Rather than writing summaries, here are the links that explain the "how to" of the topic:
Tuesday, January 11, 2022
|OneAmerica CEO Scott Davison
With COVID-19-related deaths in the U.S. now surpassing 800,000 according to the Centers for Disease Control (CDC), a life insurance company executive sounded the alarm about working-age death rates recently during a Dec. 30, 2021 virtual news conference sponsored by the Indianapolis Chamber of Commerce and the Indiana Hospital Association.
“We’re seeing right now the highest death rates we’ve ever seen in the history of this business,” said OneAmerica CEO Scott Davison. And it’s not just at OneAmerica: “The data is consistent across every player in that business.”
Davison said death rates among working age people—those 18 to 64-years-old—are up 40% in the third and fourth quarter of 2021 over pre-pandemic levels.
“Just to give you an idea of how bad that is, a three sigma or a 1-in-200-year catastrophe would be a 10% increase over pre-pandemic levels,” Davison said. “So, 40% is just unheard of.” ...
“What the data is showing to us is that the deaths that are being reported as COVID deaths greatly understate the actual death losses among working-age people from the pandemic,” Davison said. “It may not all be COVID on their death certificate, but deaths are up just huge, huge numbers.”
He went on to point out that insurance premiums are rising accordingly.
At the same news conference where Davison spoke, Brian Tabor, the president of the Indiana Hospital Association, said that hospitals across the state are being flooded with patients “with many different conditions,” saying “unfortunately, the average Hoosiers’ health has declined during the pandemic.”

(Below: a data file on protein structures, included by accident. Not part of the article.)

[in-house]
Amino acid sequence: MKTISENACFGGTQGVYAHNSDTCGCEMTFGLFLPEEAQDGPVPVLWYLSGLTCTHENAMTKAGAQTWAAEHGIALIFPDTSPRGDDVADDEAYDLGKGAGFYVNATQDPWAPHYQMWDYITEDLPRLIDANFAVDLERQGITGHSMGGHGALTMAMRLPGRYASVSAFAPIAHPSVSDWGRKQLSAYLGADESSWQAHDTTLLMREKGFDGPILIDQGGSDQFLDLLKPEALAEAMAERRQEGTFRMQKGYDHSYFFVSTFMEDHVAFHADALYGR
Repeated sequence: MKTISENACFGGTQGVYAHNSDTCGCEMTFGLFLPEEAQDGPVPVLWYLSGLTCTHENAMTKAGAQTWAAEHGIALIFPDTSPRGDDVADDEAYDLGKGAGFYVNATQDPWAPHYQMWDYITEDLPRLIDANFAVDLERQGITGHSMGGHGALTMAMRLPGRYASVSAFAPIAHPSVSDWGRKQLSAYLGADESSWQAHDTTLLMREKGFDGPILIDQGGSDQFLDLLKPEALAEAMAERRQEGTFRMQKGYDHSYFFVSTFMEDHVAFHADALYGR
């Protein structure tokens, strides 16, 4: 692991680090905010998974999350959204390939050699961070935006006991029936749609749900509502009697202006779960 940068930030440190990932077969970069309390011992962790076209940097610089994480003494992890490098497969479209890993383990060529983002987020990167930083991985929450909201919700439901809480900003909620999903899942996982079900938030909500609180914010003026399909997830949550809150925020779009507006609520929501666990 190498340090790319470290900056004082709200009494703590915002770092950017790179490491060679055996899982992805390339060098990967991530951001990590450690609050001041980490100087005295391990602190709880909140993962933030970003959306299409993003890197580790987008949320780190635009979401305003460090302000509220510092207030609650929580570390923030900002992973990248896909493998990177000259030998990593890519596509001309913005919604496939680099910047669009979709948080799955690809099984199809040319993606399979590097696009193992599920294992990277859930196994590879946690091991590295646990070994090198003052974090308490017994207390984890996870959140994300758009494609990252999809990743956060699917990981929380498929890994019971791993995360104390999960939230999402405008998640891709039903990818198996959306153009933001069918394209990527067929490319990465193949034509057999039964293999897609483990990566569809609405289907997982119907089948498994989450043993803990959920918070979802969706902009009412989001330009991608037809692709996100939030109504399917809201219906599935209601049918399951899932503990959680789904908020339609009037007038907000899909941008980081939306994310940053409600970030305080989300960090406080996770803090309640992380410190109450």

In a follow-up call, he said he did not have a breakdown showing why so many people in the state are being hospitalized – for what conditions or ailments. But he said the extraordinarily high death rate quoted by Davison matched what hospitals in the state are seeing.
"What it confirmed for me is it bore out what we're seeing on the front end,..." he said.
The number of hospitalizations in the state is now higher than before the COVID-19 vaccine was introduced a year ago, and in fact is higher than it’s been in the past five years, Dr. Lindsay Weaver, Indiana’s chief medical officer, said at a news conference with Gov. Eric Holcomb on Wednesday.
Just 8.9% of ICU beds are available at hospitals in the state, a low for the year, and lower than at any time during the pandemic. But the majority of ICU beds are not taken up by COVID-19 patients – just 37% are, while 54% of the ICU beds are being occupied by people with other illnesses or conditions.
Deaths from all causes since 1999:
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